For some misguided reason, PewDiePie fans seem to believe that making and releasing ransomware is a proper and acceptable method of supporting their idol.
Over the past three months, PewDiePie fans have released at least two PewDiePie-themed ransomware strains, both under the guise of supporting PewDiePie in his quest of remaining the top most subscribed YouTube channel, in a not-so-friendly competition with Indian Bollywood channel T-Series.
While so-called "joke ransomware" has been released in the past, these two PewDiePie-themed ransomware strains are either destroying user data or encrypting files without any reasonable expectation or method to recover the data.
The first of these strains was released in mid-December last year. Called the "PewDiePie ransomware," this was a poor attempt at modifying the ShellLocker ransomware.
The author wasn't particularly well versed in ransomware coding, and the PewDiePie ransomware never bothered to save or upload the encryption keys anywhere, meaning that anyone who got infected lost their files for good.
A second one appeared in January, and this was actually a fully functional ransomware strain. Called PewCrypt, this ransomware was coded in Java, and it encrypted users' files in the "proper" way, with a method of recovering files at a later date.
The catch --you couldn't buy a decryption key, but instead, victims had to wait until PewDiePie gained over 100 million followers before being allowed to decrypt any of the encrypted files. At the time of writing, PewDiePie had around 90 million fans, meaning any victim would be in for a long wait before they could regain access to any of their files.
Making matters worse, if T-Series got to 100 million subscribers before PewDiePie, then PewCrypt would delete the user's encryption key for good, leaving users without a way to recover their data.
While the ransomware was put together as a joke, sadly, it did infect a few users, ZDNet has learned.
Its author eventually realized the world of trouble he'd get into if any of those victims filed complaints with authorities, and released the ransomware's source code on GitHub, along with a command-line-based decryption tool.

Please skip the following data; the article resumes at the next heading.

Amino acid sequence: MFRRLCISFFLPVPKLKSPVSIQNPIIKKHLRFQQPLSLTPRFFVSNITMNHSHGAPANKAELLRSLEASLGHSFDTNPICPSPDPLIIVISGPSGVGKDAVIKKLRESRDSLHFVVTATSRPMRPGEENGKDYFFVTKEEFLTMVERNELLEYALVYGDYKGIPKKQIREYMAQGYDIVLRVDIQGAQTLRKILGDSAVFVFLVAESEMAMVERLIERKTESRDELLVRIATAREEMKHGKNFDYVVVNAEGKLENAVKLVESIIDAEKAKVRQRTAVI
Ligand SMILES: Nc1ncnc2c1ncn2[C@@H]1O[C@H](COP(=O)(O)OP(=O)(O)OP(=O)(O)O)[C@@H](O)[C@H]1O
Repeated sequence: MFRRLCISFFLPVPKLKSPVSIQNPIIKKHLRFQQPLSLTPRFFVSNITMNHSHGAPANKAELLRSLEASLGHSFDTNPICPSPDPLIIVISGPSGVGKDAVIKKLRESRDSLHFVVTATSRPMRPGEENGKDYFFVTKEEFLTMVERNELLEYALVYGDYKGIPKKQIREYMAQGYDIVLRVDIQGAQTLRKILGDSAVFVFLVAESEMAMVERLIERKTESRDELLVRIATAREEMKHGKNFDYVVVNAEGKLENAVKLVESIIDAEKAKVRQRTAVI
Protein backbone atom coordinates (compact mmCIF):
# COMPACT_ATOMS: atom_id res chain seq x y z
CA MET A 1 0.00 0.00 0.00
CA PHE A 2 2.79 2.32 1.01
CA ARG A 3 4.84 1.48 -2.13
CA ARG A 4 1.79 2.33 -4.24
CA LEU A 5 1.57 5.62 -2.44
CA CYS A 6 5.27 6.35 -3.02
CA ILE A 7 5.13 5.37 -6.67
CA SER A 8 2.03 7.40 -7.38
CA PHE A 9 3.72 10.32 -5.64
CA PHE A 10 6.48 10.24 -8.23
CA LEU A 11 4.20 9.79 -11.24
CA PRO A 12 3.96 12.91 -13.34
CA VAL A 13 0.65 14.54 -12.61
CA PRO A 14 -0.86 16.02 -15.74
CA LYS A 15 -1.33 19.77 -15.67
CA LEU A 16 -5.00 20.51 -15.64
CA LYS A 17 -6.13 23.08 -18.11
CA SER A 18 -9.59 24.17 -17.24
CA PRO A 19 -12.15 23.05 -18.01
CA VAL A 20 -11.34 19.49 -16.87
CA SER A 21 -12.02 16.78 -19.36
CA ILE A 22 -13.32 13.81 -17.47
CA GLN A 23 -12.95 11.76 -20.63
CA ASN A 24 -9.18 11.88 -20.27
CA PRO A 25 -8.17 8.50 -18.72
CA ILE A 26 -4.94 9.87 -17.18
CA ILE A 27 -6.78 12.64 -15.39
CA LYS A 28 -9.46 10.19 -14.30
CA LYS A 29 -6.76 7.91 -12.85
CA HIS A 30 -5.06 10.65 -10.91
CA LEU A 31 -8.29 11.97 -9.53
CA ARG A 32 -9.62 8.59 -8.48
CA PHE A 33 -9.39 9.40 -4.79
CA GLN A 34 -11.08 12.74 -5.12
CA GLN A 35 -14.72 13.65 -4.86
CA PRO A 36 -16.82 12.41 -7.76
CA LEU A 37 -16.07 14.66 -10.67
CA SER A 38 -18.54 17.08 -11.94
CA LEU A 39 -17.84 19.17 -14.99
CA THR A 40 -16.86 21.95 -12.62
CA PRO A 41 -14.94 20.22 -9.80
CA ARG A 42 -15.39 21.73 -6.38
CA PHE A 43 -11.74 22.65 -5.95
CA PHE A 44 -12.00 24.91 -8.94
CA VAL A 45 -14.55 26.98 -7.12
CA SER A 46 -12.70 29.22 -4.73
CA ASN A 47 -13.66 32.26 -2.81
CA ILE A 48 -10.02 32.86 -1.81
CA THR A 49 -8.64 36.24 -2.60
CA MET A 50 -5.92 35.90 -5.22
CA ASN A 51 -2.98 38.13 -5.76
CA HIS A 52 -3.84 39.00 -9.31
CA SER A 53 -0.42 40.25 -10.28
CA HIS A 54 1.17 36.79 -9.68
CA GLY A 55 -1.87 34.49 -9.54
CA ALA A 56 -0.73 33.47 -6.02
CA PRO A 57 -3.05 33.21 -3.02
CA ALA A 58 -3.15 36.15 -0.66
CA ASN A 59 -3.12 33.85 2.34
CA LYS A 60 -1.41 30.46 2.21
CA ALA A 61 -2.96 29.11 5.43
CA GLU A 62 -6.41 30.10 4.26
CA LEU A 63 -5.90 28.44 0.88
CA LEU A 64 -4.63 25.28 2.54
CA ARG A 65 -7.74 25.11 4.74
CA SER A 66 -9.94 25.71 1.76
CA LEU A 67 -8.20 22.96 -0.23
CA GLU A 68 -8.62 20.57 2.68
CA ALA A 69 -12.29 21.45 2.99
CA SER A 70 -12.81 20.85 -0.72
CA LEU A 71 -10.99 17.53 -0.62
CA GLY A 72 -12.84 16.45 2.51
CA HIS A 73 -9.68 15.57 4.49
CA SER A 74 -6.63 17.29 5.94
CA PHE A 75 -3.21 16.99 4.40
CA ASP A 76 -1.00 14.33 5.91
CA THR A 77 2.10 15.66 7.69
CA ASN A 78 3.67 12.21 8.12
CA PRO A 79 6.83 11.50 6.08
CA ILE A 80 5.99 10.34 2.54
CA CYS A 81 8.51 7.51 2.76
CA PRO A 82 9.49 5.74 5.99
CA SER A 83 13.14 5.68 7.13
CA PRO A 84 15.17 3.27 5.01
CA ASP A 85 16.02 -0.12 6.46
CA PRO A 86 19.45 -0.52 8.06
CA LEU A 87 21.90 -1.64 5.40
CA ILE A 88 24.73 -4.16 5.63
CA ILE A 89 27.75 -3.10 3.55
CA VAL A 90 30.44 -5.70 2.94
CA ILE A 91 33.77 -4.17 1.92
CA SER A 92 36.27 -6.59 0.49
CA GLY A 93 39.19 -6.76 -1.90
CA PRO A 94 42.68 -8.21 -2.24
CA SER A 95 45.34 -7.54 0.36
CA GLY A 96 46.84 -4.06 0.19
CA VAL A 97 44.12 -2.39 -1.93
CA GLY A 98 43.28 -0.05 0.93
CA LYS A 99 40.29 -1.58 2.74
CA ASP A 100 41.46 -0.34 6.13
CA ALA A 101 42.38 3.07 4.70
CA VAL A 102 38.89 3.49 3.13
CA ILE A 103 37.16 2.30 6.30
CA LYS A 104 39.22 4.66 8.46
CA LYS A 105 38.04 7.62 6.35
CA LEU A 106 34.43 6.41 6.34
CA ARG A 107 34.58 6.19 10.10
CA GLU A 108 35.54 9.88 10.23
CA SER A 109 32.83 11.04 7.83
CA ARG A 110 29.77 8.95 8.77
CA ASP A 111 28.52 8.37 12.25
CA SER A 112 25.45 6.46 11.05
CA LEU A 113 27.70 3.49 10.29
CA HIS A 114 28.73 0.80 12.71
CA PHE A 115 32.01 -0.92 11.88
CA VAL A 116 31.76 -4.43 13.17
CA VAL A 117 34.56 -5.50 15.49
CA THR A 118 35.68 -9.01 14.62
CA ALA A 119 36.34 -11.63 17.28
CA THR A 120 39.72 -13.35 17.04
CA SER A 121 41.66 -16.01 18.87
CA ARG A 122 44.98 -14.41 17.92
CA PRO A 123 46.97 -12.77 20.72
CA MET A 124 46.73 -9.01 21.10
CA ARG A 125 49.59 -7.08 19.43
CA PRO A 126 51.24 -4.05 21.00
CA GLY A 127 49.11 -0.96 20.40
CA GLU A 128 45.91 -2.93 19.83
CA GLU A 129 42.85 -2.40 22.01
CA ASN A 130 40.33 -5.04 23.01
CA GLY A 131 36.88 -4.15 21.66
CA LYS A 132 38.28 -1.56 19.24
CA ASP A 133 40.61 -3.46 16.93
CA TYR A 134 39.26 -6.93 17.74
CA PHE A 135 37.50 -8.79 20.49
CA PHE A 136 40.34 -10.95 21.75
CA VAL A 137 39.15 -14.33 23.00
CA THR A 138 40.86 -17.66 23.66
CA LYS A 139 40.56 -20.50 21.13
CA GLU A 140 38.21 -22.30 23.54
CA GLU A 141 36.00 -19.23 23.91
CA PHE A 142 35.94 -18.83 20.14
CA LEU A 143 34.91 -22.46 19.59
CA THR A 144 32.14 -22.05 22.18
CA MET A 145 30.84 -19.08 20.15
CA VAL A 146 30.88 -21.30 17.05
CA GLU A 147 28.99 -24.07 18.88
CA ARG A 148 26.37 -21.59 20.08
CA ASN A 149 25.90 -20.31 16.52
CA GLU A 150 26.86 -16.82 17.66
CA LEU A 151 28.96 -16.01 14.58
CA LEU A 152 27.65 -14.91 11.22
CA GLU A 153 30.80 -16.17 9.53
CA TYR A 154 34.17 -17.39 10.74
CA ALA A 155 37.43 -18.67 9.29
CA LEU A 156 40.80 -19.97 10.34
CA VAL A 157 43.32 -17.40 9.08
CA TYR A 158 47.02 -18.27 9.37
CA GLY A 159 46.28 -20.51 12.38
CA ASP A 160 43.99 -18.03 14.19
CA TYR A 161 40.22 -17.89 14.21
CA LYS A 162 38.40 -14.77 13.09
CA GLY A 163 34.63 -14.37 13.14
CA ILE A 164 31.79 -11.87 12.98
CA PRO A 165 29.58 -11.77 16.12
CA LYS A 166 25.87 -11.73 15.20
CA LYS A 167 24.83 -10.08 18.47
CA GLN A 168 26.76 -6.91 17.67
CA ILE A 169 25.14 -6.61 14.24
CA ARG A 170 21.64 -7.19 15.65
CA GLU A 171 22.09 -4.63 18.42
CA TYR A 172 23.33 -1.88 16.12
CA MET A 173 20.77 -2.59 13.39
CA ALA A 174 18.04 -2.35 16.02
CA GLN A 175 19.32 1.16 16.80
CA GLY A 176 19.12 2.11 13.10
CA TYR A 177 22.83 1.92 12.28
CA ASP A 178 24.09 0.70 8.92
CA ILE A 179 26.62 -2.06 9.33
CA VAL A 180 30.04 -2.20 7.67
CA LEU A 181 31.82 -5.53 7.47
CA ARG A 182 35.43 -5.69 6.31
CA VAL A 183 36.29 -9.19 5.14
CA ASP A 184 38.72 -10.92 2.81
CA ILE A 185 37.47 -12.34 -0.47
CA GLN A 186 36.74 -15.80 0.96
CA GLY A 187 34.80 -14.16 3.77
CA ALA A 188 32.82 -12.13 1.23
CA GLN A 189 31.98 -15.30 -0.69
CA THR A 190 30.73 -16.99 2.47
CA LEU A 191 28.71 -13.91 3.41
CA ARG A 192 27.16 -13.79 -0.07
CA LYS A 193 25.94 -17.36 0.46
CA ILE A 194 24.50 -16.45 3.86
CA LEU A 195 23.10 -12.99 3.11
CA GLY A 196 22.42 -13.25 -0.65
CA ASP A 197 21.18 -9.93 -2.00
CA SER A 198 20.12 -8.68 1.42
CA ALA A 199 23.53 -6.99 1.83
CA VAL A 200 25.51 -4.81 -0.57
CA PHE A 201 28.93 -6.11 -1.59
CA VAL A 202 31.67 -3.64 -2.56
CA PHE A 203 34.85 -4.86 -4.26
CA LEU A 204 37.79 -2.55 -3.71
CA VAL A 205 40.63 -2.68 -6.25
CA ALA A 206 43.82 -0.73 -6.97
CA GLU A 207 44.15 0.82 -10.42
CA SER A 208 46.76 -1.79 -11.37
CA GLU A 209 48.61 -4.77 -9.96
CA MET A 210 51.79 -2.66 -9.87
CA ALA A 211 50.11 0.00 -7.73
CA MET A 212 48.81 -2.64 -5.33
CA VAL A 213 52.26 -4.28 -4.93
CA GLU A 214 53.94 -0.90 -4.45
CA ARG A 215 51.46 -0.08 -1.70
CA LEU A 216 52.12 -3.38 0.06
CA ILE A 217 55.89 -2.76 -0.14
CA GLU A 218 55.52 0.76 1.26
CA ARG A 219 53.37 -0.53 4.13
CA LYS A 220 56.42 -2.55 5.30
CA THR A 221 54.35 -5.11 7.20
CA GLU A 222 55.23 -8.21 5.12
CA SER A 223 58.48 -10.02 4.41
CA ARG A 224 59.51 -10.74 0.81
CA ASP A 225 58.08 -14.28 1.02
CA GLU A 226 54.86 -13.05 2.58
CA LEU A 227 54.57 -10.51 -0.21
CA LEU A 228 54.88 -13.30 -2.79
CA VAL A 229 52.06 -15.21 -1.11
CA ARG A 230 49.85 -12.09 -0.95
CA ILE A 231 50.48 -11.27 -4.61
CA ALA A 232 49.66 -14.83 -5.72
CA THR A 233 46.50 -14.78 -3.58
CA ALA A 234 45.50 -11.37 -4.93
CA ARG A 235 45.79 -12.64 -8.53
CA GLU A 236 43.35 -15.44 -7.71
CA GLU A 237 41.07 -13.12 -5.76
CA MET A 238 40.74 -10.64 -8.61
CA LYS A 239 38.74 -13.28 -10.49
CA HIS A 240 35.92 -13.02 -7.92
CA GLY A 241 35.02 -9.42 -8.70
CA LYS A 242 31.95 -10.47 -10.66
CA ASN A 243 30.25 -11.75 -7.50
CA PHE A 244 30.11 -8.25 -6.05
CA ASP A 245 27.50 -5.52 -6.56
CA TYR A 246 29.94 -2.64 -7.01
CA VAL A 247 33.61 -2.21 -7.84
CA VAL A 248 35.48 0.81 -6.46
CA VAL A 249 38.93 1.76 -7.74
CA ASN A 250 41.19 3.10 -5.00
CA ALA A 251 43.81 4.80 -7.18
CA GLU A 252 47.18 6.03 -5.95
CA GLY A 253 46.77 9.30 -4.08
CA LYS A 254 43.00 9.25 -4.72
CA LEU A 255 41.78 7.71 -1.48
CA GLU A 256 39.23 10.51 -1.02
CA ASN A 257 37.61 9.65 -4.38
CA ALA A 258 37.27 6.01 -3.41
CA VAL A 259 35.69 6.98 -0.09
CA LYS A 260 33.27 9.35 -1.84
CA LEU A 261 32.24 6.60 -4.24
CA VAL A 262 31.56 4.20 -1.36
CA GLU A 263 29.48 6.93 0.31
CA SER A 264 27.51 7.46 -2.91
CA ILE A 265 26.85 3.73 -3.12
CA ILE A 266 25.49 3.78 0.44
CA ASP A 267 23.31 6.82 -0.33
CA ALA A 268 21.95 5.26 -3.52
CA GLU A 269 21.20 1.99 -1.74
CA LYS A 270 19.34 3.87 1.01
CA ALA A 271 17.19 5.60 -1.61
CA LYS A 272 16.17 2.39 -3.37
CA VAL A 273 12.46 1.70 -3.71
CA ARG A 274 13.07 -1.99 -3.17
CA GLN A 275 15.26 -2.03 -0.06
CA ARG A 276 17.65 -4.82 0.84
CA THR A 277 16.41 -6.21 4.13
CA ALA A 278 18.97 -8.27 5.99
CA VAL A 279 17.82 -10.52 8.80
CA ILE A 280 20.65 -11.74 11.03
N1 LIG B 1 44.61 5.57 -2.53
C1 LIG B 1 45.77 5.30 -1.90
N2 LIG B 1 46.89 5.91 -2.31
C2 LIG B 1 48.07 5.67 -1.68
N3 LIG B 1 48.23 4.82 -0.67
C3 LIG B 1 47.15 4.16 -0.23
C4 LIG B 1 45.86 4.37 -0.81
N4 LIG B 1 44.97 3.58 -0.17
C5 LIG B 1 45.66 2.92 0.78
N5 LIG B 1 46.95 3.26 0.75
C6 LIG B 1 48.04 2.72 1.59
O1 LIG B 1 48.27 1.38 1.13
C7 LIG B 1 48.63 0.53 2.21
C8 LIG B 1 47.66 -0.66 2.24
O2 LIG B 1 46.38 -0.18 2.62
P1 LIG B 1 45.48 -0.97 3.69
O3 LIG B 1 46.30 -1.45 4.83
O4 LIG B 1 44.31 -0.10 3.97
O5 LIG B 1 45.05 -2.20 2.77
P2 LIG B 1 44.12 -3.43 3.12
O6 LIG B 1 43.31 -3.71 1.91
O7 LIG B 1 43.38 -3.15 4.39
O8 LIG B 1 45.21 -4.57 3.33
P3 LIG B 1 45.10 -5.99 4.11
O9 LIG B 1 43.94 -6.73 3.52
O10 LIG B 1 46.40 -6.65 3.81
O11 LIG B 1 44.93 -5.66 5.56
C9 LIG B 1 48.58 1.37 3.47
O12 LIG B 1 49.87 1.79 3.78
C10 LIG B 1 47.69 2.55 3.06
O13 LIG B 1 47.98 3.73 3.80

Yesterday, the team at Emsisoft released their own decrypter app based on these two tools, meaning victims can recover files without having to wait months until PewDiePie reached 100 million subscribers.
Both ransomware strains show the level of idiocy the competition for YouTube's top spot has reached. While T-Series fans have remained mostly quiet most of this time, a portion of PewDiePie's fans appears to have lost their minds and engaged in media stunts bordering on criminal behavior.
They've defaced sites, taken over printers, and hijacked thousands of Chromecasts and smart TVs to spew out messages of support and the now-classical "subscribe to PewDiePie."
The message itself has become a meme, and not in a good way.
White supremacy groups have adopted it as a chant, signifying a message of support of the "white race" in competition with the Indian "browns," represented by India's T-Series channel.
As pointed out in editorials by the New York Times and The Verge, the phrase "subscribe to PewDiePie" has become almost equivalent with dumb stunts and racially fueled declarations, and was also muttered by a gunman before embarking on a killing spree in a New Zealand mosque last week.
The meme and the world's horror after the New Zealand shootings has triggered a backlash against PewDiePie and his fanbase. After a long time, the Swedish-born YouTuber lost his top YouTube billing this week, and the world appears to have had enough of the "subscribe to PewDiePie" mantra.
With ransomware, hacking, racist chants, and mass shootings, it may be the time for YouTube to intervene and hide both channels' follower counts and put this stupid contest to bed.